El efecto Mariel: Before, During, and After, is a year-long, multi-prong program comprising a series of webinars, as well as live film streamings, informal talks, oral histories, and exhibition projects organized by the Cuban Heritage Collection at the University of Miami Libraries. The program takes an interdisciplinary approach to studying anew the antecedents, unfolding, and aftermath of the Mariel boatlift of 1980 upon its 40th anniversary. By bringing together multiple perspectives on this historic event, the series aims to frame Mariel, not in the past, but in the present, underscoring its enduring relevance and legacies.
The arrival of over 125,000 Cubans to the coasts of South Florida in the span of a few months in 1980 had long-lasting social, racial, economic, and cultural consequences in Miami and beyond. Among the central topics addressed throughout this series are the historical and political factors from the late 1970s-both in Cuba and in the exile community-that led to this unprecedented refugee crisis, the Cuban exile community’s response to this new influx of Cuban refugees, the social and racial tensions that ensued in South Florida in the wake of the boatlift, Mariel’s impact on immigration policies, the role of the media in covering Mariel, and the significant impact of the Mariel generation in Cuban diasporic cultural production.
To learn more about the history and legacy of the Mariel Boatlift, visit our Research Guide.
Pluma y Plumero: Palabras y Papeles de Reinaldo Arenas presented by René Cifuentes
November 12, 2020
Register for the webinar
The arrival of 125,000 Cubans from the Port of Mariel to South Florida beginning in April 1980 coincided with a particularly volatile period in Miami. The killing of Arthur McDuffie—an unarmed Black man—by White and Latino police officers who were later acquitted, exacerbated deeply rooted tensions in race relations among African Americans, Whites, and Latinos (primarily Cubans) in Miami. At the same time, the new influx of Cuban refugees was associated with another crisis: the HIV/AIDS epidemic. Three distinct voices representing recent scholarship will address the complicated ways in which issues around race and gender played out post-Mariel during the 1980s and continue to shape Miami today.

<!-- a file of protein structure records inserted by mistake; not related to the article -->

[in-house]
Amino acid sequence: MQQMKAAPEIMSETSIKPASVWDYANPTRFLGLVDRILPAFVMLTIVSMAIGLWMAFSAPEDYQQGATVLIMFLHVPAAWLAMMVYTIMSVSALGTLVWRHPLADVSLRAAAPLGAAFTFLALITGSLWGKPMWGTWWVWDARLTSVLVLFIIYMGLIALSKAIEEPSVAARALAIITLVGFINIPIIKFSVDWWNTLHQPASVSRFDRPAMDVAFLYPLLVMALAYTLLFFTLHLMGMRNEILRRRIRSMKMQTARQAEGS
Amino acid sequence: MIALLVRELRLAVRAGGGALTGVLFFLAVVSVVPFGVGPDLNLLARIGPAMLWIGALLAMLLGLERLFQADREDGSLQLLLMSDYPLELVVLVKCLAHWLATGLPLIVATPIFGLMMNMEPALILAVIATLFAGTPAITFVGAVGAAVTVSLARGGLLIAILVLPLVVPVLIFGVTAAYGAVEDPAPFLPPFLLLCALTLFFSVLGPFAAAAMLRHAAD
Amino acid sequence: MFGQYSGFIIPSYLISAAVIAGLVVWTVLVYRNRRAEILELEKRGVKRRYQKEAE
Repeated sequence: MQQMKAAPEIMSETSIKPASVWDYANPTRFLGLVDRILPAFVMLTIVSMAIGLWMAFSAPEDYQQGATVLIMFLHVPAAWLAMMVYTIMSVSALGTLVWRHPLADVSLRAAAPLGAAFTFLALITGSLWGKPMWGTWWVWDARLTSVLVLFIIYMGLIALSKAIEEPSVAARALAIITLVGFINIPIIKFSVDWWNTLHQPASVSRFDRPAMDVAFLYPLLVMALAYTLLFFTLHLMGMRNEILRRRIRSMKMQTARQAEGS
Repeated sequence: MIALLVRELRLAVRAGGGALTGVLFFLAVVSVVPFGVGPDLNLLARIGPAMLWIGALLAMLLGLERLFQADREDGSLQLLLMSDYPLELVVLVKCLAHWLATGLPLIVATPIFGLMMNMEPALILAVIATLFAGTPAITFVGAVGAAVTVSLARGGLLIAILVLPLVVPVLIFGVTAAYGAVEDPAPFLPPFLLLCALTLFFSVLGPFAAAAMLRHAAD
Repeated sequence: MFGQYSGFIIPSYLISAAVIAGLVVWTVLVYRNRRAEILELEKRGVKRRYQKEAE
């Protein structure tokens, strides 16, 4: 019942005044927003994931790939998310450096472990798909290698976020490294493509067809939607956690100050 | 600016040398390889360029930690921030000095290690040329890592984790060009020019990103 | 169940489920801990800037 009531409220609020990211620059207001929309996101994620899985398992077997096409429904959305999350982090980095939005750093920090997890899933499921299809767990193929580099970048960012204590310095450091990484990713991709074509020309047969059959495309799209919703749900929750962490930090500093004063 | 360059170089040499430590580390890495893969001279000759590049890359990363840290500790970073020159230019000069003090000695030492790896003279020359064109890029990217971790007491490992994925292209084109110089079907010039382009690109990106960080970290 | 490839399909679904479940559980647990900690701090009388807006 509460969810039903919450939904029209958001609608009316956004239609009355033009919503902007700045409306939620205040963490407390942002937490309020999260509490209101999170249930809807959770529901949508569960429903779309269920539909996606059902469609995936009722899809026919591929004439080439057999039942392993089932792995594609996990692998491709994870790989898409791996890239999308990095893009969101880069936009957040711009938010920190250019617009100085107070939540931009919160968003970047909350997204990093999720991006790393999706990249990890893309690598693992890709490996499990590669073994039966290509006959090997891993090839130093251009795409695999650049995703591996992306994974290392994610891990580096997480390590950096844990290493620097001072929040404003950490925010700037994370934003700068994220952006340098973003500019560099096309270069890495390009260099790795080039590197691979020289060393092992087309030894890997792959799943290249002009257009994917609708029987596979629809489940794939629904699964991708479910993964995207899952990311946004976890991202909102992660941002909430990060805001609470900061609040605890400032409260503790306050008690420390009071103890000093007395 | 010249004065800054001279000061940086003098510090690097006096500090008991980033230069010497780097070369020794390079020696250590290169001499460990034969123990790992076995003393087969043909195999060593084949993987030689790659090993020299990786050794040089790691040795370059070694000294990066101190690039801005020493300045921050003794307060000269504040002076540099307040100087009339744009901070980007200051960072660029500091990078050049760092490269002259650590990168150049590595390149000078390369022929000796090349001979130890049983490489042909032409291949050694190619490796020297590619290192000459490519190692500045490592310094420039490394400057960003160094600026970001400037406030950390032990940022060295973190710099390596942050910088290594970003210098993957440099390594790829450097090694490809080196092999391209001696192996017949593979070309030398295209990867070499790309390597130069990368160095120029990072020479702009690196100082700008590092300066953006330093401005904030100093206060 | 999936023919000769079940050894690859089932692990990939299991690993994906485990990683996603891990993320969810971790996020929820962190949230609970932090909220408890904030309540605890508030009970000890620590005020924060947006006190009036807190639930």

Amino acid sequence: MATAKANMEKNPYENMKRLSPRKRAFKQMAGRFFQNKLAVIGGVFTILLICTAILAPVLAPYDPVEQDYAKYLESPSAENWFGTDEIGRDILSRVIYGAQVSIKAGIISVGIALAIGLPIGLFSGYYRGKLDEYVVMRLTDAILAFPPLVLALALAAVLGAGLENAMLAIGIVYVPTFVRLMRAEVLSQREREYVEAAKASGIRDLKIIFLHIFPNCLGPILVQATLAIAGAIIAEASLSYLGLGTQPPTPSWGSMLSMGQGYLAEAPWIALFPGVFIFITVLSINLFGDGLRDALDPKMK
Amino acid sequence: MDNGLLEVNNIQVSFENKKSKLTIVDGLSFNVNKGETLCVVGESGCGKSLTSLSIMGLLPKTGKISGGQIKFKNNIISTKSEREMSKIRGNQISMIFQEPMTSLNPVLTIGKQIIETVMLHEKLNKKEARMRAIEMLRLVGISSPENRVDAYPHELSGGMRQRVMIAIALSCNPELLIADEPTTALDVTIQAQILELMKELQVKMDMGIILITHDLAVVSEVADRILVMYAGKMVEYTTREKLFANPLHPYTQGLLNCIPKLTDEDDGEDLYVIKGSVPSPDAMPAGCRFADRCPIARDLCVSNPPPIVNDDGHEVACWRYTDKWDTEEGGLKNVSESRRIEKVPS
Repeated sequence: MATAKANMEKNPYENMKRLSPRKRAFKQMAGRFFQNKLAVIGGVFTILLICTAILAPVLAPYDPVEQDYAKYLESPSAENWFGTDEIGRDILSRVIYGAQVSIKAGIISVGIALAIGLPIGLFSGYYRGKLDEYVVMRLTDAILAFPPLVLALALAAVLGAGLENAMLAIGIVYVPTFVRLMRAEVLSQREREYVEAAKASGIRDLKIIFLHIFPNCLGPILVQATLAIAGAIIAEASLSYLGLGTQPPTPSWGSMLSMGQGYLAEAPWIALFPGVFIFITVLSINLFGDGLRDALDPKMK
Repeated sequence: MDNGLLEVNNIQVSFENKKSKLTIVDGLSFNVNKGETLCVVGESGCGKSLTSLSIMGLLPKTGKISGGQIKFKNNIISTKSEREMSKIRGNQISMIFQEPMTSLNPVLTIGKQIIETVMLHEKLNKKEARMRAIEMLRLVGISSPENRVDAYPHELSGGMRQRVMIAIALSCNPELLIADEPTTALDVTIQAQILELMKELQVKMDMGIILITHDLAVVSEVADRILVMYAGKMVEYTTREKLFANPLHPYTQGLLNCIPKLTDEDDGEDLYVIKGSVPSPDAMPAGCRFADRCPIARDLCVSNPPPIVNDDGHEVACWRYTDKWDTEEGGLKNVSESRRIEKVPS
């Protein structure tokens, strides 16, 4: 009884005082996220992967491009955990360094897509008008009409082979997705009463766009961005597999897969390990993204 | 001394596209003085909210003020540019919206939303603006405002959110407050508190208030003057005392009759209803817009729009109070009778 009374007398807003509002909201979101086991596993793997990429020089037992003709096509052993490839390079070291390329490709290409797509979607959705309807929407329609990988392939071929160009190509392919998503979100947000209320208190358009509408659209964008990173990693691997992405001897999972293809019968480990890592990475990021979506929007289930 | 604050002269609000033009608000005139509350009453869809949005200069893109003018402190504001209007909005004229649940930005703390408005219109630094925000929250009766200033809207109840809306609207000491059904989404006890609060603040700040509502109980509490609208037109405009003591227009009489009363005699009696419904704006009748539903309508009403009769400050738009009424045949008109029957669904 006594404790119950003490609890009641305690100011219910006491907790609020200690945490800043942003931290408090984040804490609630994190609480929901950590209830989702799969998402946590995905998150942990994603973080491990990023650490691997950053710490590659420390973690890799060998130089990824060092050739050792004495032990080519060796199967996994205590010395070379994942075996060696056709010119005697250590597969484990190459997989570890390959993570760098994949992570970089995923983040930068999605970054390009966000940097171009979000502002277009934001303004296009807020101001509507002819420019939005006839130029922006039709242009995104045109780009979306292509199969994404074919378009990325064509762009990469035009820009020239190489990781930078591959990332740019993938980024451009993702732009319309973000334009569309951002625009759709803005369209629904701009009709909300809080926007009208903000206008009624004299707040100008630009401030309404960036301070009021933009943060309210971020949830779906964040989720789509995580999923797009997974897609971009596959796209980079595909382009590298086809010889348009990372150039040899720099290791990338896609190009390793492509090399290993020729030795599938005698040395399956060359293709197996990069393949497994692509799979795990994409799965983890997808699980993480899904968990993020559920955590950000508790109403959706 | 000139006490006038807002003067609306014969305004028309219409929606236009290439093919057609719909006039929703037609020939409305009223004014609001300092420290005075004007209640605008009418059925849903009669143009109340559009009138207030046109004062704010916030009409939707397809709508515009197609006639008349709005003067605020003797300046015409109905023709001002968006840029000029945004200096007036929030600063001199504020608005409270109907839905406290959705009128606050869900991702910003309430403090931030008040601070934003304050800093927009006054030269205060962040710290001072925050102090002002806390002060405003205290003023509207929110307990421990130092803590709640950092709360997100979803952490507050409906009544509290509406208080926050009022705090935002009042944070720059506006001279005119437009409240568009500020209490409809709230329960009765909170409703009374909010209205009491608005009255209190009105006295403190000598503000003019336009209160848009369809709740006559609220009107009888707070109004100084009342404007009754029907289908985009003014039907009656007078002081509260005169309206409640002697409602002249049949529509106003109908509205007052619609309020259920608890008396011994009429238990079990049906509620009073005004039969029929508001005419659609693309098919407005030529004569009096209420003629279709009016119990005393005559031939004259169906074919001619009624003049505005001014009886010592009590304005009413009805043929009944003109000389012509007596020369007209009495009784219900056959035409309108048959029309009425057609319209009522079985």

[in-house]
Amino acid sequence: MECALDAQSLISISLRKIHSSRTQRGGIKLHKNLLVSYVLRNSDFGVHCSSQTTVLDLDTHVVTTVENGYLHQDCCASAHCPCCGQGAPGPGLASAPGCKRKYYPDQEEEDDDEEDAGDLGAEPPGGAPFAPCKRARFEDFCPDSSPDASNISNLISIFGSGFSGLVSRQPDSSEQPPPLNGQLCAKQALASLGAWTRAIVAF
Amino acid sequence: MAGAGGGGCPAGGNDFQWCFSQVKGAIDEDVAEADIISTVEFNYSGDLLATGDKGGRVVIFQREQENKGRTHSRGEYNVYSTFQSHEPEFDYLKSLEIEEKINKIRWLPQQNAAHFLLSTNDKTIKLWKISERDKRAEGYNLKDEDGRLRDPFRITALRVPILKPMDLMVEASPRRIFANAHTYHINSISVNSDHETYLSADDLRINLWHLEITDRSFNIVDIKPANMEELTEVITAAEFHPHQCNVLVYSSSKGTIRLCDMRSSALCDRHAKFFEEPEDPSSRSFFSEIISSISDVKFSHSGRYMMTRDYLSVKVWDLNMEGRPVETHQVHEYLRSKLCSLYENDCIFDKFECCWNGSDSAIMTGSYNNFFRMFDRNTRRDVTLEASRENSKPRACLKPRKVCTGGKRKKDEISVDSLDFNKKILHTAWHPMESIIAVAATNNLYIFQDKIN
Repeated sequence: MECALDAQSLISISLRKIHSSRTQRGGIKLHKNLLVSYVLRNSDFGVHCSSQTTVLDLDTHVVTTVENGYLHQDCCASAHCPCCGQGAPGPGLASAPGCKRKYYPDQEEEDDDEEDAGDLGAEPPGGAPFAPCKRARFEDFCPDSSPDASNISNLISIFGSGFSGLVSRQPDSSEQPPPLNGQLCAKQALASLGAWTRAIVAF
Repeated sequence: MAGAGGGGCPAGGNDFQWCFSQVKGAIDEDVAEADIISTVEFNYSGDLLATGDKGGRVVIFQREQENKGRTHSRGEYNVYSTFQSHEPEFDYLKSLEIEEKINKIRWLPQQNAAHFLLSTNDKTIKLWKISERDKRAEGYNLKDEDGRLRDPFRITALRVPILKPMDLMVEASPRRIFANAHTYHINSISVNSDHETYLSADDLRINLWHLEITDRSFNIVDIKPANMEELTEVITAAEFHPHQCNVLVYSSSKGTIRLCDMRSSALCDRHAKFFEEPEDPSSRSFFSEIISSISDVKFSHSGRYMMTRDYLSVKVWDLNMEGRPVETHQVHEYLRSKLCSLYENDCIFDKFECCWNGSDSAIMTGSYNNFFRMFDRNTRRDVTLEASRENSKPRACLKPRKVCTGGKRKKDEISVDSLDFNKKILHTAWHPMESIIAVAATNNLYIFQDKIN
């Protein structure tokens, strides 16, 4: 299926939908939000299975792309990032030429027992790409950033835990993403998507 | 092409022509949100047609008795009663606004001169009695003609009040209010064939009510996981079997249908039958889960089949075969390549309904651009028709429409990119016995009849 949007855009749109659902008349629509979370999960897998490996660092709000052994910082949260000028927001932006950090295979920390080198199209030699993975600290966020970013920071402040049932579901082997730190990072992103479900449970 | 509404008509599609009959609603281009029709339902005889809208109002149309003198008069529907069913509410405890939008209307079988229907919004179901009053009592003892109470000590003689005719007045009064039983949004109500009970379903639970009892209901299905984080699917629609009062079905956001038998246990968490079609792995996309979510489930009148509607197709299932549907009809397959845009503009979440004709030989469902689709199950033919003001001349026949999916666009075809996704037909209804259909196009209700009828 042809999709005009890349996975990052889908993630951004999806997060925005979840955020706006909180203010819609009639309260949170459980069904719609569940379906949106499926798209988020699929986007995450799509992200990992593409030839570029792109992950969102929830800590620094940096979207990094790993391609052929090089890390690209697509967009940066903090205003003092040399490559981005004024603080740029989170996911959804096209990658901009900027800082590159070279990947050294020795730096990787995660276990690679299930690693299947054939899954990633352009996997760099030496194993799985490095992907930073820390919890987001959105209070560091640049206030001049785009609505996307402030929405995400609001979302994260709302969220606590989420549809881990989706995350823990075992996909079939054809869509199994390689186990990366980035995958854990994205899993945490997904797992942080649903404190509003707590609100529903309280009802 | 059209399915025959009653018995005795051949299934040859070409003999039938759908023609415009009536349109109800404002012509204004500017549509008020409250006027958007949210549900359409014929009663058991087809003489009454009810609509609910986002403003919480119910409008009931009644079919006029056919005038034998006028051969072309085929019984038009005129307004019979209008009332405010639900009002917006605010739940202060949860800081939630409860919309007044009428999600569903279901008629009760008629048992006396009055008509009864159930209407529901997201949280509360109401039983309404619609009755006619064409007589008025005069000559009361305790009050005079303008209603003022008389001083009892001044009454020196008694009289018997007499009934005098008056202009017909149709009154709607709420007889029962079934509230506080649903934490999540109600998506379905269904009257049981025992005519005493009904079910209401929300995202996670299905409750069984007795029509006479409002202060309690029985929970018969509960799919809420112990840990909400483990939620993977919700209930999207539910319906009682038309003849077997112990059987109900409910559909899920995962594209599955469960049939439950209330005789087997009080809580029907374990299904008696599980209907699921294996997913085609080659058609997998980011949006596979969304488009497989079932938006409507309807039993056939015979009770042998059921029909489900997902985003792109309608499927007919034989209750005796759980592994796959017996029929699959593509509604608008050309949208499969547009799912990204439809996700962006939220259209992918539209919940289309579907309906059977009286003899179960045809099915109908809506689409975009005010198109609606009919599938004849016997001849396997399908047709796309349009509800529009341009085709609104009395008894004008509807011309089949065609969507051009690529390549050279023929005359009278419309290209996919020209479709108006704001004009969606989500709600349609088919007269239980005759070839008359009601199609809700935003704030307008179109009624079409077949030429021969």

By 1980, Miami’s Cuban community, made up of refugees and exiles who arrived in South Florida in the 1960s and early 1970s, had begun to garner significant economic and political power locally. These early Cuban immigrants—many of whom are informally known today as el exilio histórico, or the historic exile community—were in many ways a monolithic group, i.e. mostly white, Catholic, socially and politically conservative, and hailing from the island’s pre-revolutionary professional and middle classes. That demographic and cultural picture changed considerably when beginning in April of 1980, and over the span of only a few months, more than 125,000 new refugees arrived on the shores of South Florida after fleeing the island via the Port of Mariel.
How did the established Cuban community in Miami respond to this new influx of Cuban refugees who were more racially and culturally diverse, and whose experiences on the island were in many ways quite different? This panel explores how the newly arrived Cubans (Marielitos) were greeted with an outpouring of support, on the one hand, and increasingly with deep suspicions (especially along lines of class and race), on the other. Panelists will further explore how Mariel migrants settling in Miami added new complications to the city’s already fraught inter- and intra-ethnic dynamics. For that reason, the story of their early reception in the United States, like the story of their migration as a whole, is arguably one that resists easy moral lessons.
The Boatlift Unfolds: Perspectives from Both Sides of the Florida Straits, the second in our series of webinars and virtual programs addressing the antecedents, unfolding, and aftermath of the 1980 Mariel boatlift. In this event, panelists will offer unique perspectives on the unfolding of the Mariel crisis itself—from its beginnings at the Peruvian embassy in Havana, to the arrival and detention of many Mariel migrants on far flung military bases across the United States. We will also hear detailed accounts of the mass rallies and “acts of repudiation” carried out in Cuba to denounce those choosing to depart, and we will explore how race and racism fed into these practices of internal stigmatization. Ironically, the denigration of Mariel migrants in Cuba would mirror the ways some would see and treat them in the United States.
Antecedents to the Mariel Boatlift in Cuba and Cuban America launches a yearlong Mariel program, El efecto Mariel: Before, During, and After, and inaugurates the CHC’s first webinar series. In this program, panelists will examine the historical, ideological, economic, socio-cultural, political, as well as personal factors that framed the 1970s, both in Cuba and in the Cuban exile community, leading up to the boatlift in 1980.
About Mariel Stories: Members of the community are encouraged to share their personal memories, stories, and reflections related to the Mariel boatlift of 1980. Stories will be collected virtually on a rolling basis and a series of prompts give participants ideas from where they can begin their story. Submitted stories will become part of the permanent collections of the Cuban Heritage Collection and the HistoryMiami Museum and featured on both online platforms.